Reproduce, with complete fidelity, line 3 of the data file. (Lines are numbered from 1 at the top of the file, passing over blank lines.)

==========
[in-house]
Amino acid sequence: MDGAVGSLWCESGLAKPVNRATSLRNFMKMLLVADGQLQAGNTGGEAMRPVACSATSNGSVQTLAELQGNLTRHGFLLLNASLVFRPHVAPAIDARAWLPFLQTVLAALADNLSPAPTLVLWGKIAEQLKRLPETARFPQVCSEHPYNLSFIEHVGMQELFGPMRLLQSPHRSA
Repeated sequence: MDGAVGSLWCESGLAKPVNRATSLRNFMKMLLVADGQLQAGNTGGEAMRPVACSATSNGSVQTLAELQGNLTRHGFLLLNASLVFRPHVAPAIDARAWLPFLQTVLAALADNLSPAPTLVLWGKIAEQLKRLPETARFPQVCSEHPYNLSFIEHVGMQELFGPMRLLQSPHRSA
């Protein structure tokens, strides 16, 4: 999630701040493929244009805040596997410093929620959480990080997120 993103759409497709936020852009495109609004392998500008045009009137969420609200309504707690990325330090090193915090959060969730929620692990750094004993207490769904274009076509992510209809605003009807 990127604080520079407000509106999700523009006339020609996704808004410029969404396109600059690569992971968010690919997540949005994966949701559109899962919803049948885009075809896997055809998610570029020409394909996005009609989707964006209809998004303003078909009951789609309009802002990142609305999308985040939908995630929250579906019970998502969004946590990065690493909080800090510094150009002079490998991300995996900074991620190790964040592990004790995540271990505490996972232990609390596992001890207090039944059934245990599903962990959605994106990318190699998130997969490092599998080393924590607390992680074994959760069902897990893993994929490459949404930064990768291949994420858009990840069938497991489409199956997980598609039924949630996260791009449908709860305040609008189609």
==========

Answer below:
Repeated sequence: MDGAVGSLWCESGLAKPVNRATSLRNFMKMLLVADGQLQAGNTGGEAMRPVACSATSNGSVQTLAELQGNLTRHGFLLLNASLVFRPHVAPAIDARAWLPFLQTVLAALADNLSPAPTLVLWGKIAEQLKRLPETARFPQVCSEHPYNLSFIEHVGMQELFGPMRLLQSPHRSA